press release
Published: 15 November 2018

How online technologies are transforming Transnational Organised Crime

By Hannah Harrison

The University of Surrey will take part in major new research which will investigate the impact that online technologies are having on Transnational Organised Crime (TOC).

Transnational cybercrime is depicted through a skull on a computer screen
Credit: Getty

Surrey academic Dr Giulia Berlusconi will be part of a major new research project which will assess how new technologies are influencing TOC. The project, led by Cardiff University, secured an Economic and Social Research Council (ESRC) grant to investigate the ways in which criminals are making use of cyber and allied technologies.

This study will explore whether and how dark web markets are changing transnational trafficking flows by analysing online dark web market data and traditional offline trafficking flows for various drug types. Social network analysis will be used to look at which countries are involved in drug exchange and the main trafficking routes and methods used there.

The team will be collecting new data, as well as harvesting interviews and administrative records, and the study will produce the clearest picture yet of how online technologies are reshaping TOC. The project is set to run for two years and the team will begin their research in January 2019.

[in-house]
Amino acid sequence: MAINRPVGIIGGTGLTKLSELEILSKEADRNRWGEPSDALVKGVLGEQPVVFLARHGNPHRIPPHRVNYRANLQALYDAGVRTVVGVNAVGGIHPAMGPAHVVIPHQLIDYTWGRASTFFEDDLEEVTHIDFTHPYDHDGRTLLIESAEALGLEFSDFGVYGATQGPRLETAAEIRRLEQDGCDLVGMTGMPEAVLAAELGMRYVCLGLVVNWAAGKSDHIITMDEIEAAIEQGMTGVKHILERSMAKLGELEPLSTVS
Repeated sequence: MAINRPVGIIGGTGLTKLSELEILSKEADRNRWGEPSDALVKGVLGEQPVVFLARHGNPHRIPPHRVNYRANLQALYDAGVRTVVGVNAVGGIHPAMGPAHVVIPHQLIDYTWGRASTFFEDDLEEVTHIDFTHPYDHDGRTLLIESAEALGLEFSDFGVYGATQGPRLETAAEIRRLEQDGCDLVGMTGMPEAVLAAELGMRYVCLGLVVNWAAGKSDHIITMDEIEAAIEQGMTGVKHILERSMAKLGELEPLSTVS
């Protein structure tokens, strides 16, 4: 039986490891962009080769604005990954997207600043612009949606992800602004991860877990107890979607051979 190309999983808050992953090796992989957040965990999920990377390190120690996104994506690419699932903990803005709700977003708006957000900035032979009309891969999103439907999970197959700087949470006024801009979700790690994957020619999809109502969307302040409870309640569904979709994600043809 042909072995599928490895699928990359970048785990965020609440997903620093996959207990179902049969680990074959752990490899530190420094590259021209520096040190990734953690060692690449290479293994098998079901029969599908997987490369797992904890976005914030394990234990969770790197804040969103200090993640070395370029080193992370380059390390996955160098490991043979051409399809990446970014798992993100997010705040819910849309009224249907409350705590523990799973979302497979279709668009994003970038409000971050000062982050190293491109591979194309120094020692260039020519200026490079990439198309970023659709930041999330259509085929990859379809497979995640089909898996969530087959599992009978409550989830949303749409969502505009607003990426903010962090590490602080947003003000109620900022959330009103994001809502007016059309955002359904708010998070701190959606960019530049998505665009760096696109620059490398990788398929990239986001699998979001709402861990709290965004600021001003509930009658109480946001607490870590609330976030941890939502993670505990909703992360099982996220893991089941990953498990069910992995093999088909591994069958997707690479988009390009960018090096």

Dr Berlusconi, Lecturer and Programme Director for BSc Criminology and Sociology, said: “Criminals, including drug traffickers, are increasingly making use of new technologies in their illicit activities. Our project will explore the complex and ever-evolving socio-technical environments within which they operate and help those fighting crime develop strategies to combat the criminals.”

Dr Berlusconi will be joining project leads Professor Mike Levi, Dr Luca Giommoni, Professor Matthew Williams and Professor Pete Burnap from Cardiff University. Other contributors include Dr Alberto Aziani at Università Cattolica del Sacro Cuore and Dr David Décary-Hétu at the University of Montreal. The team will also work closely with fraud prevention organisation CIFAS, professional services firm Deloitte, South Wales Police and the Crown Prosecution Service.

Professor Levi, who is also an advisor to Europol’s Internet Organised Crime Threat Assessment, said: “As societies across the world are becoming increasingly interconnected and digital, organised crime is adapting to this new landscape and integrating new technologies.”

This study is one of five new projects which will aim to deepen and broaden understanding around complex issues related to TOC and its links with other legal and illegal activities. The collective projects will receive £1.7million in ESRC funding and focus on topics like drug trafficking, modern slavery and the propagation of malware and money laundering. These crimes generate substantial online data resulting from the use of communications, online advertising sites, social media technologies and cryptocurrencies all used by traffickers, software coders and financial transactions.

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